BLOG WITH SIMON: Finding Nigel

Witnessing a whale up close was a real rush, mainly to the side of the boat.

I went whale watching the other day, or whale chasing as it turned out. Those things sure can motor.

Mostly underwater as we discovered.

But I’m not complaining. It was a brilliant experience.

And besides, we were told as we set off from Nelson Bay that it can be haphazard.

Seven hundred whales might have passed by Fingal lighthouse since May, and another 700 might be expected in the next two months, but they don’t necessarily bank up off Tomaree Headland each day for the 10am and 2pm shows.

They’re way too spiritual for that.

Instead, they migrate north when they want, with whoever they want, to do whatever they want.

Mainly have sex, as I understand.

Like I said, very spiritual.

For that reason you get a whale-back guarantee – if you miss out one day, you can come back another.

A ‘‘humpback’’ guarantee in fact, as they are the main species on the move, apart from seals, dolphins and on our particular day, the odd breakfast – a variation on that old whaling cry ‘‘thar she blows’’.

(They warned us about orange juice at breakfast.)

We didn’t need the guarantee because as soon as we got out past the islands off Port Stephens – barely further than what you can project a standard breakfast – we hooked up with a whale.

I had been hoping for a pod of show whales auditioning for Sea World.

Instead we got Nigel No Friends.

Still, witnessing a whale up close was a real rush, mainly to the side of the boat where Nigel first appeared.

Then another rush back to the other side of the boat when he reappeared, which as mentioned was haphazard.

I could only imagine how much more of a rush whale watching would have been back in the old days, in a row boat, with a harpoon.

Not that I had any interest whatsoever in harpooning Nigel, but we might have seen more of him.

The first and lasting impression, apart from the fact that Nigel can hold his breath for long periods of time, is that whales are huge.

The fact Nigel surfaced every so often indicated he was comfortable in our presence, and that gave me a warm fuzzy feeling I don’t think was related to orange juice.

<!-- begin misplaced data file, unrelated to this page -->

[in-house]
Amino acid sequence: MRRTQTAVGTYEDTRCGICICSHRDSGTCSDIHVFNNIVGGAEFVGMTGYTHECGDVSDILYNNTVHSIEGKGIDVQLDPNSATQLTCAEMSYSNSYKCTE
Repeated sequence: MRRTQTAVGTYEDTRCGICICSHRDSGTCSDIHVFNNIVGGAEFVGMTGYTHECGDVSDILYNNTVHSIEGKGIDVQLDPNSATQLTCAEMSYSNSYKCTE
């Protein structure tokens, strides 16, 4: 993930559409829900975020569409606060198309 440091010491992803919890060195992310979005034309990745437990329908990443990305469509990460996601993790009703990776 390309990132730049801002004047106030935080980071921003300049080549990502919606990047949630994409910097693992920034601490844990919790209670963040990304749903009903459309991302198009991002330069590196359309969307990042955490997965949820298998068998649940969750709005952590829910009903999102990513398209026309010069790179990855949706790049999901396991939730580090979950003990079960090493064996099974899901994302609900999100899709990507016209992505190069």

The resultant lulls between sightings produced suspense on deck reminiscent of a U-boat drama.

A deathly silence descended as people scanned the ocean for evidence white caps weren’t whales.

Given how many white caps blew up later that morning, you’d have thought the ocean was alive with whales.

Unfortunately it wasn’t. Just Nigel. Singular.

Judging by a spectacular photo that appeared in the Herald the next day of a whale breeching, the ocean was more alive that afternoon. Damn.

Still, we got to see plenty of Nigel’s blowhole, and on two occasions he flapped his tail, which was not unlike getting the biggest set of forks ever.

Again, very spiritual.

As I pondered the notion of thousands of whales making their way north annually along this whale way for what sounds like, to all intents and purposes, an orgy, I was reminded of my migrations up the north coast as a young buck, on the old motorail.

I reckon the whales probably make it to the border quicker than the motorail ever did. I also reckon it’s probably more comfortable swimming than taking economy class on ‘‘the zoo’’ ever was. And I know for sure whales probably get more action.

Still, as a mammal, I could relate to the urges and celebrate the fact we get the chance to chase these magnificent creatures at all, orange juice or otherwise.

Have you ever been whale watching?

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